Table 3Presentation Topics During AAAPT Taxonomy Development Meeting
      Presented Topics
      AAPT chronic pain effort (RF/RD)
      Distinctions among acute, subacute, and chronic pain (DC)
      Pathophysiologic mechanisms and acute pain conditions (TB)
      Taxonomy of acute pain conditions (PT)
      Acute surgical/procedural pain (CW)
      Acute trauma pain (CB)
      Acute musculoskeletal pain (SS)
      Acute visceral pain (MK)
      Cancer/immune mediated acute pain (KT)
      Acute neuropathic pain (SR)
      Acute orofacial pain (PD)
      Acute pain in pediatric, geriatric, and special populations (SW)
      Approached to providing an evidence base for acute pain diagnostic criteria (SB)

       Time-Based Criteria

      In the AAAPT discussions, differentiation of acute pain from chronic pain quickly emerged as a principal topic, with an emphasis on timing as a key differentiator. Historically, the Food and Drug Administration has suggested that pain occurring within 30 days of an insult or injury is considered acute pain and that after 90 days postinjury/-insult such pain is referred to as chronic pain.
      Administration UFAD
      Guidance for industry analgesic indications: Developing drug and biological products.
      • Dworkin R.H.
      • Turk D.C.
      • Basch E.
      • et al.
      Considerations for extrapolating evidence of acute and chronic pain analgesic efficacy.
      Recent CDC guidelines pertaining to opioid prescriptions posit a 72-hour period for acute pain treatment of nontraumatic and nonsurgical origins.
      • Dowell D.
      • Haegerich T.M.
      • Chou R.
      CDC guideline for prescribing opioids for chronic pain—United States, 2016.
      Other experts have variously characterized durations of acute pain ranging from seven to 14 days, with numerous examples throughout the perioperative, emergency department, and primary care settings. The heterogeneity of definitions of acute pain with respect to delineations of time intervals, as well as clinical contexts and excluded patient populations, highlights the gaps and opportunities raised with most of the a priori time thresholds.
      In the search for a definitive cut-point between acute and chronic pain, it is important to consider the perspective that acute and chronic pain are not entirely “separate” entities, but rather different aspects along a continuum of pain.
      • Carr D.B.
      • Goudas L.C.
      Acute pain.
      This continuum may extend beyond established characteristics of intensity and timing; for instance, contexts such as initial pain intensity ratings may influence the segue between acute and chronic.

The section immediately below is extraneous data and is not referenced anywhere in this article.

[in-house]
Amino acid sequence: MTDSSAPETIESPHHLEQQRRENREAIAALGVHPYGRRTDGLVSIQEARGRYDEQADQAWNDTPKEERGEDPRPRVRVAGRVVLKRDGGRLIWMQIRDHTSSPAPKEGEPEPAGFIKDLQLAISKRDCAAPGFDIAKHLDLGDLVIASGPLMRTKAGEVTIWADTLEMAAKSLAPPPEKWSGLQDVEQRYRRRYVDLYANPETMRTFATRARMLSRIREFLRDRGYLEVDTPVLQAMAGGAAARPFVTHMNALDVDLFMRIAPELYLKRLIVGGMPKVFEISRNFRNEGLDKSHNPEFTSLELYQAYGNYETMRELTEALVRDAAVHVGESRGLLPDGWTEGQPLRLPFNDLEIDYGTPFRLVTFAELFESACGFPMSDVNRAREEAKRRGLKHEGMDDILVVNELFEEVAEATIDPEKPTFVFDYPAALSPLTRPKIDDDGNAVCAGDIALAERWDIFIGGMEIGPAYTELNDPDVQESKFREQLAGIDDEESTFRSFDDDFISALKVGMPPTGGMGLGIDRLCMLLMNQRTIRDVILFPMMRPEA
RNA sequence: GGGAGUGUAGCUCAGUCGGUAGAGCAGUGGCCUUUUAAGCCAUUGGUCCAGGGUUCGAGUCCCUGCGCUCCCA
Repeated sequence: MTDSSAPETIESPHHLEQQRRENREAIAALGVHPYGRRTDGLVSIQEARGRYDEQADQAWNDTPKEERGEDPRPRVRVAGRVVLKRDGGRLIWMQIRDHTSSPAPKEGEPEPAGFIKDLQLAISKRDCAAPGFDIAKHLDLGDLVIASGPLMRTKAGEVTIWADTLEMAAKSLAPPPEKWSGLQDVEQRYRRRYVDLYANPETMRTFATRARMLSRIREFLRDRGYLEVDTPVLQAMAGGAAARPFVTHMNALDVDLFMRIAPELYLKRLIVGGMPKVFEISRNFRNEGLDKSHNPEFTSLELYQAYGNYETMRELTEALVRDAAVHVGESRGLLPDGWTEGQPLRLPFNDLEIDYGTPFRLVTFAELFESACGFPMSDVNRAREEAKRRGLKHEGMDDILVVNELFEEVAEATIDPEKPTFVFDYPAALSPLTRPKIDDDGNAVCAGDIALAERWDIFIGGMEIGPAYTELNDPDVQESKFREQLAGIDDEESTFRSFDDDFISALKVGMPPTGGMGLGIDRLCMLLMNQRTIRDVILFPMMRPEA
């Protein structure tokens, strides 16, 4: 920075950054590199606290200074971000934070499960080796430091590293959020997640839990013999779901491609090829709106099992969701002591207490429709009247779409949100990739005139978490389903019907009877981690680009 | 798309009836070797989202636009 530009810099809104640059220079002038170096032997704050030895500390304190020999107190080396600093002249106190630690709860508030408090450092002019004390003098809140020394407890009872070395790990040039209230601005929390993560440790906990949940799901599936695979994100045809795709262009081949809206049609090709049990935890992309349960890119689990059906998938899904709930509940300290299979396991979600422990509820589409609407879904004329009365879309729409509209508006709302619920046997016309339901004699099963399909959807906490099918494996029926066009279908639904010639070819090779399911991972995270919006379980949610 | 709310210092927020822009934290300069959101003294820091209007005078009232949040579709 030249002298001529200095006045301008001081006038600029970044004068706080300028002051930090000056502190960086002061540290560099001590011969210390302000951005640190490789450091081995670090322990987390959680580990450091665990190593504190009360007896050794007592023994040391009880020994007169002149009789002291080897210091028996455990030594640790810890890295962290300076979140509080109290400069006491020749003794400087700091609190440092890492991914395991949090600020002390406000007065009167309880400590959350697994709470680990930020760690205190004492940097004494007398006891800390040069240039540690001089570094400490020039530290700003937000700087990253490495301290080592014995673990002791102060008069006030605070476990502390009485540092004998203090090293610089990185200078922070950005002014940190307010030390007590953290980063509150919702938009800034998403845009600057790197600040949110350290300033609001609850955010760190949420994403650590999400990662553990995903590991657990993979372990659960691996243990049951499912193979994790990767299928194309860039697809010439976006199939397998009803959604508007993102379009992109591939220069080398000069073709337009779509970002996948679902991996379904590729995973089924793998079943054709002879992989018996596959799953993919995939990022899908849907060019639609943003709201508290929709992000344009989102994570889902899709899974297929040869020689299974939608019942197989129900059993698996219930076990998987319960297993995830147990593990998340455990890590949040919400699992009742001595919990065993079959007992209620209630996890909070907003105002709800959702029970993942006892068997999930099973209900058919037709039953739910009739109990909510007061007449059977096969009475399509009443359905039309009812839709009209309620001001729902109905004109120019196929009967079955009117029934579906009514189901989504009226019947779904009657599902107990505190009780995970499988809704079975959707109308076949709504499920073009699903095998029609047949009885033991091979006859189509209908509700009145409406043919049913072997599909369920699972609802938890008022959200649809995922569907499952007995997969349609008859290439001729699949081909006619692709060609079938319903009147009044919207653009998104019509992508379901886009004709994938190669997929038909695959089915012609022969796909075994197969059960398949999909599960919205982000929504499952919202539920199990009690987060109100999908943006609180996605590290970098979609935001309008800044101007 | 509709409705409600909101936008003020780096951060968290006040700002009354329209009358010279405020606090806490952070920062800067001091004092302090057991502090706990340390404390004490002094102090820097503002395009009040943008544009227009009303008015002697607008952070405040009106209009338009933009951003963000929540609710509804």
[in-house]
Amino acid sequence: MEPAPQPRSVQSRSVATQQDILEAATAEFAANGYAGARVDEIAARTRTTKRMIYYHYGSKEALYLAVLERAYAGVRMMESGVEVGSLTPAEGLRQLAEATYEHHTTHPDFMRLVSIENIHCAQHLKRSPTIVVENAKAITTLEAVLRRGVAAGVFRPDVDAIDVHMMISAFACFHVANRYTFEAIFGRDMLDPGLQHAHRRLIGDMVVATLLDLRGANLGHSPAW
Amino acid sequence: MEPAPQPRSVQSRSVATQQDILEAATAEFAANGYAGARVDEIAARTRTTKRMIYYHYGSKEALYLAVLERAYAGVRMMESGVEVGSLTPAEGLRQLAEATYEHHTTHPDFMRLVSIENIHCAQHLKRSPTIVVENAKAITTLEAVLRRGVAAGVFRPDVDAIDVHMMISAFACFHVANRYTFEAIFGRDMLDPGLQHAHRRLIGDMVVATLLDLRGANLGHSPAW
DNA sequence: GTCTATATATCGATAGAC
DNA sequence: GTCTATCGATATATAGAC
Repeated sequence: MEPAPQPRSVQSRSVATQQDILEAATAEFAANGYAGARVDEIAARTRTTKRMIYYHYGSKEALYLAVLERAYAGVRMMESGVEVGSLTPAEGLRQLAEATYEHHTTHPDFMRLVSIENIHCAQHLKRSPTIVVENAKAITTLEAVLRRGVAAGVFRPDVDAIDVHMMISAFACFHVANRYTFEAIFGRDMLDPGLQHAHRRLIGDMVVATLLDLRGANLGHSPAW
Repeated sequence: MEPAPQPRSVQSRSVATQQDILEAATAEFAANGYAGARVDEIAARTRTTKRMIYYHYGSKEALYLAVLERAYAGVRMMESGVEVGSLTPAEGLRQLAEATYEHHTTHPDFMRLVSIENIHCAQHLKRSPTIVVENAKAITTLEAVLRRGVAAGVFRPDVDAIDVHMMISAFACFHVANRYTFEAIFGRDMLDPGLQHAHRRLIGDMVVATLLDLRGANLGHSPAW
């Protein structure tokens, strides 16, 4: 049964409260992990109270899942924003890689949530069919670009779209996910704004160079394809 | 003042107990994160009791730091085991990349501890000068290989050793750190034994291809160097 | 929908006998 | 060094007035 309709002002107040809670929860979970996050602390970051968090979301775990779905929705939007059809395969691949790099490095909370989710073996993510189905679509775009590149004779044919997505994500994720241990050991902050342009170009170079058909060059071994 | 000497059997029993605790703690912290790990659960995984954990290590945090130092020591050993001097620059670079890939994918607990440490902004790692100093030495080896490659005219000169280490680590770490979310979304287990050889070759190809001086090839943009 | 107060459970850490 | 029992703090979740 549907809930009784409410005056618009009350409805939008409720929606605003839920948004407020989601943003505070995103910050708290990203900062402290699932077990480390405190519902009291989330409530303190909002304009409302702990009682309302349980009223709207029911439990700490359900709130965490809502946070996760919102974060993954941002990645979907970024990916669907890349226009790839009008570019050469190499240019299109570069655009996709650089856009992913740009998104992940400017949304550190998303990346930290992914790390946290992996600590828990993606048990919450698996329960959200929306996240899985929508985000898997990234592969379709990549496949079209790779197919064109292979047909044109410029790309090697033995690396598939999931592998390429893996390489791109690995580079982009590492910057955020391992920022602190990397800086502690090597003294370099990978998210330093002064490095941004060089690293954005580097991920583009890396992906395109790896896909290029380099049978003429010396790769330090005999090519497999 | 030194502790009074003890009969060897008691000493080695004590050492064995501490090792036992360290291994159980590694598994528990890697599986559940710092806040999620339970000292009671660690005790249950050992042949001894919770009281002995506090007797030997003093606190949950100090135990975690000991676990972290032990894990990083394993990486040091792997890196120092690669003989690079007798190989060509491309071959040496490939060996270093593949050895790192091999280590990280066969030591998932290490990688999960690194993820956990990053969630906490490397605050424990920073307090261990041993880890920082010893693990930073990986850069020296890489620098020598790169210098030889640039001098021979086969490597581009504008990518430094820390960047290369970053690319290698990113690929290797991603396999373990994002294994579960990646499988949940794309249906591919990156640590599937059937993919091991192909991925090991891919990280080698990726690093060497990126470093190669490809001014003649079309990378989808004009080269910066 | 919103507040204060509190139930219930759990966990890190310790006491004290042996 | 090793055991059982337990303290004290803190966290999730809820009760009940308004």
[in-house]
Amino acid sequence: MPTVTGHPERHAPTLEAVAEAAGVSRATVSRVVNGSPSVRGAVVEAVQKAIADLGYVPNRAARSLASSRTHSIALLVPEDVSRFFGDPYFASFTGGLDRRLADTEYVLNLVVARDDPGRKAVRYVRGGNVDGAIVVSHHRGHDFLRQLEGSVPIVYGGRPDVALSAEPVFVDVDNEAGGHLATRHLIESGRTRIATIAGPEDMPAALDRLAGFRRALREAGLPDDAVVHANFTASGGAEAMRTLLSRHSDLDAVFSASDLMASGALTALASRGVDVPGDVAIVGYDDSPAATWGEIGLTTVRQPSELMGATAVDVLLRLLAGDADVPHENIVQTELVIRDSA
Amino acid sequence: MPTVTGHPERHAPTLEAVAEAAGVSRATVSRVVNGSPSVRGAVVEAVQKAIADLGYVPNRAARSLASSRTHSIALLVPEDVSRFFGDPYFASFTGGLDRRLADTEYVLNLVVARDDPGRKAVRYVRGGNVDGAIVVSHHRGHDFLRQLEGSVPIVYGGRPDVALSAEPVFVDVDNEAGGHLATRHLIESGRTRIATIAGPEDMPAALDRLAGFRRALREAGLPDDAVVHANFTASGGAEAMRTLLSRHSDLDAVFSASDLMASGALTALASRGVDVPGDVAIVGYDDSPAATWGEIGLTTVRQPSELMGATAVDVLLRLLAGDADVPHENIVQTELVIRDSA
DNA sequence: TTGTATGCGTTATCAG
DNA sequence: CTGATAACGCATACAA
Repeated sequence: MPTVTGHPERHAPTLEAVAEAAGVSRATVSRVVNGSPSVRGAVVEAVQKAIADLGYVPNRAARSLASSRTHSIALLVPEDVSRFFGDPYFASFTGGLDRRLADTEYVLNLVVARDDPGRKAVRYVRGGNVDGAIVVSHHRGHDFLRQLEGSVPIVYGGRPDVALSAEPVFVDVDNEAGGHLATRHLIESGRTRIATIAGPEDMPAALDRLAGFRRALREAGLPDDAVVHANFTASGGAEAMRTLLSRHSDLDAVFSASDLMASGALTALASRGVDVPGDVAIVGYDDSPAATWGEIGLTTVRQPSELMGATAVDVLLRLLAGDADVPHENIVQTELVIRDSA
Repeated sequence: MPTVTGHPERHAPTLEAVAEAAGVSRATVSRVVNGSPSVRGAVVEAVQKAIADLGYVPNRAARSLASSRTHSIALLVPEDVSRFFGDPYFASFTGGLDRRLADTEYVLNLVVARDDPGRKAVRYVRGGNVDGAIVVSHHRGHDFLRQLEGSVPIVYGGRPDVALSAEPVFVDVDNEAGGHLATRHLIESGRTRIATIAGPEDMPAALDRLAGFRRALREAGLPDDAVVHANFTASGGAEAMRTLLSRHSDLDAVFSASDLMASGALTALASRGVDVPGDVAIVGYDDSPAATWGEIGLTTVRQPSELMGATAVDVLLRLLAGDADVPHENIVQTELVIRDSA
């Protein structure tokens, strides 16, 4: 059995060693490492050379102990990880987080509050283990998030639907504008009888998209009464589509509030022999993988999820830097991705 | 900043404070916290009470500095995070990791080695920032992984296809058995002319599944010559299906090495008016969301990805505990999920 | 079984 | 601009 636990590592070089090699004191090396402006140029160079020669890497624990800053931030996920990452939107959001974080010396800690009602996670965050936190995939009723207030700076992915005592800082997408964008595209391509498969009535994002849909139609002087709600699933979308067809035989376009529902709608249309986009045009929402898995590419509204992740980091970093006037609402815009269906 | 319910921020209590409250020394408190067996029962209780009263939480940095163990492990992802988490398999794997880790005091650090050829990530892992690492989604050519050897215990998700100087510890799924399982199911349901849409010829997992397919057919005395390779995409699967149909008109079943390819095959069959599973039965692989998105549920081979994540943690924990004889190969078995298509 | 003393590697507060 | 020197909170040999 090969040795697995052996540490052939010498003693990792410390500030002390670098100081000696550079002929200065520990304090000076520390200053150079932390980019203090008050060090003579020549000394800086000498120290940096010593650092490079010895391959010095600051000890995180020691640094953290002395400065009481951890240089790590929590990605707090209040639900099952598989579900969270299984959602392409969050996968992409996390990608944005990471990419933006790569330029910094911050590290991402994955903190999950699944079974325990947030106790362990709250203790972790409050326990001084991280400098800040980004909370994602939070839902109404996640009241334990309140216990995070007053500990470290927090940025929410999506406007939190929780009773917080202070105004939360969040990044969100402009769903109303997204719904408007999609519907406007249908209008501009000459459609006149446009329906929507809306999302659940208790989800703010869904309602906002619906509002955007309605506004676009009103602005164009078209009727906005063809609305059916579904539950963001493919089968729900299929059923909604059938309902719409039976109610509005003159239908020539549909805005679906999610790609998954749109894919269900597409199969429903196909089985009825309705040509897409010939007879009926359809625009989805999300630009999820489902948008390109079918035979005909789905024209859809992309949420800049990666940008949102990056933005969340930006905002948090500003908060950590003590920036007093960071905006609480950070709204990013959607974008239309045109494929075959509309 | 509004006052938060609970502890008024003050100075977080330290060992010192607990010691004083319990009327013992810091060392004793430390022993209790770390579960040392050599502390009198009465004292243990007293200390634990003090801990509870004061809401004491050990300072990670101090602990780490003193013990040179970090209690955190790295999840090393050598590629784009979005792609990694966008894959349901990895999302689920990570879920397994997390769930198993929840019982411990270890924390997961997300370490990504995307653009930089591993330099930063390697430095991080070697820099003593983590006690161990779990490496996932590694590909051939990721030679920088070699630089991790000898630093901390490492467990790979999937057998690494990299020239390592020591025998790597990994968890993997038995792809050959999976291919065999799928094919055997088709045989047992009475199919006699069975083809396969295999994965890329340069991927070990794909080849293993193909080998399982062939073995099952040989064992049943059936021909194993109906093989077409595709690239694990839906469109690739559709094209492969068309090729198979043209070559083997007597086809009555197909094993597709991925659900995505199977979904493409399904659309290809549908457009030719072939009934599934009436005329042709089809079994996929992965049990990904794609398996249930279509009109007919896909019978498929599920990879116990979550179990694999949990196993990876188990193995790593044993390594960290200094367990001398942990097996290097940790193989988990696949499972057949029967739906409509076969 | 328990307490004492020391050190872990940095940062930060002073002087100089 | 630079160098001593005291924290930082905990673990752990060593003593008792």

• Thyregod H.G.
      • Rowbotham M.C.
      • Peters M.
      • et al.
      Natural history of pain following herpes zoster.
      Given the perspective of a continuum from acute to chronic pain, a clear separation of acute from chronic pain may be impossible, and a focus on “at what time” acute pain becomes chronic may be misguided or misleading and unnecessary. At present, the vague and ill-defined term “subacute” pain has been used to define this time period where acute pain may or may not become chronic pain. Unique attributes of pain during this period, however, have been described. For example, in a study of 96 patients undergoing total knee arthroplasty, more patients described neuropathic pain symptoms at six weeks postoperatively when compared with the immediate postoperative setting or at later time points greater than six months.
      • Phillips J.R.A.
      • Hopwood B.
      • Arthur C.
      • Stroud R.
      • Toms A.D.
      The natural history of pain and neuropathic pain after knee replacement: A prospective cohort study of the point prevalence of pain and neuropathic pain to a minimum three-year follow-up.
      At this time, the term “subacute” is used only descriptively until this period can be more precisely characterized mechanistically and phenomenologically.
      Our evolutionary approach thus follows that of the AAPT effort on chronic pain; we simply do not have sufficient mechanistic data at this time to render a “revolutionary” consideration of the acute to chronic transition. Given numerous examples of prolonged and/or repetitive nociception/pain events that do not progress into chronic pain, future iterations of the AAAPT taxonomy may be able to better focus on the “why” and “how” for the transition between acute and chronic pain rather than solely its temporal parameters.
      Despite concerns regarding a formal cutoff point for acute pain, AAAPT adopted the following time-based definition of acute pain for pragmatic and heuristic purposes at this time: